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Published: November 10th 2015
The ferry from Igomenitsu to Brindisi was a model of Greco-Italian organisation and efficiency – in other words it was late, chaotic, and ill equipped - but it, eventually, got us to almost where we wanted to go. We'd expected to dock close to the city but when we disembarked we were in a desolate, isolated industrial port that didn't cater too well for foot passengers. Given no other choices we set off to walk to town which maps.me showed us was ~5km away. Just after we'd set out a taxi heading into the port to pick up another couple of passengers stopped and offered to take us as well, we jumped at the chance. A few minutes later we pulled up close to where we'd been expecting to get off the ship in the first place. The driver helpfully pointed out the railway station and other places we might need before stinging us for a €20 fare !!! Nice work if you can get it, which down here probably means some “connections” are needed.
Straight across the street we spotted an agency selling tickets for the only bus company that runs between Brindisi and Napoli. When we went in
the guy behind the counter told us they had tickets for the bus that afternoon but that his brother handled that and he wouldn't be back for about 20 minutes. No problem we had time so went to get a coffee. An hour later we went back but the missing brother was still 5 minutes away. OK we still had time and it was warm and sunny so we went to sit by the harbour. Just before noon (we didn't want to leave it until after 12 in case they were then closed for lunch) we went back for the 3rd
time. Brother 2 was now there but couldn't get the computer to work, that needed brother 1 who, of course, had now buggered off somewhere without taking his phone. The gofer was despatched to find him but returned empty handed. At this point brother 2 advised us to go to a different agent just around the corner !!! We did that and 5 minutes later we had our tickets, but that wasn't the end of our fun and games for this journey. The bus starts in Lecce, the Brindisi stop isn't at the bus station but at a place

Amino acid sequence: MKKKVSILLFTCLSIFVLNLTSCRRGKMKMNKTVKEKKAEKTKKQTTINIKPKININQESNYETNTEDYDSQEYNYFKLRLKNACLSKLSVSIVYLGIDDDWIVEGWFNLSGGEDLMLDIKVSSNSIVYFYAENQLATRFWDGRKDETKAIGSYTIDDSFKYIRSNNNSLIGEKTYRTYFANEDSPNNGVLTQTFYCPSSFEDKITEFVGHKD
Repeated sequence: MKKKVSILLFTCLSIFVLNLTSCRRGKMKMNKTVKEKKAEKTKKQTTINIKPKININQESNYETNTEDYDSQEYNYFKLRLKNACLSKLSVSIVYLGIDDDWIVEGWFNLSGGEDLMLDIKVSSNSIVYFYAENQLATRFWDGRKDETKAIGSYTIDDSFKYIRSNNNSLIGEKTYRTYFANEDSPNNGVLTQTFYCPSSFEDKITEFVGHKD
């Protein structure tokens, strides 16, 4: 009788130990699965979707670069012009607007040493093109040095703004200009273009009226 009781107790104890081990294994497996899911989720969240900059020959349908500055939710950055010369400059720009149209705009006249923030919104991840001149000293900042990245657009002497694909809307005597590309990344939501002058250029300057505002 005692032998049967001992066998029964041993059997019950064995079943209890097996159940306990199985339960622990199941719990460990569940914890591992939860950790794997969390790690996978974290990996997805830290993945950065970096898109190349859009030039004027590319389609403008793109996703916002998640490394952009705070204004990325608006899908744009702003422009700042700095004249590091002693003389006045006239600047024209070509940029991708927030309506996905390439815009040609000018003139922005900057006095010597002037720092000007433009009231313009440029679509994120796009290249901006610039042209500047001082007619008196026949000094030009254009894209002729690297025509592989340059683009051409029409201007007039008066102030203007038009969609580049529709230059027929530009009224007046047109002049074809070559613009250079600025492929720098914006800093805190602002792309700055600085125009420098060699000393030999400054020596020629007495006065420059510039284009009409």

called Tribunale, the court house, which itself was easy enough to find but there was absolutely no sign of a bus stop, luckily we discovered you just wait nearby at the side of the road in front of a cafe, next to some rubbish bins. Exhausted by the multiple challenges of what we'd expected to be a straightforward journey when the bus arrived we slumped into our seats for the trip across the ankle of Italy.
Napoli is a wonderful, fascinating, contradictory city. It's so alive but at the same time is falling apart and decaying. It's people are so warm and friendly, but at night away from the main streets it's intimidating. It's ancient but also modern. With the exception of Pompeii we didn't really bother seeing the sights. We just wandered, aimlessly going up or down whichever street or alley looked interesting, drinking coffee, wine and beer, eating gelato and pizza in the place of it's birth – who could want for more ?
Oddly it was with slightly heavy hearts that we set out for one of the great cultural centres of the world – Rome.
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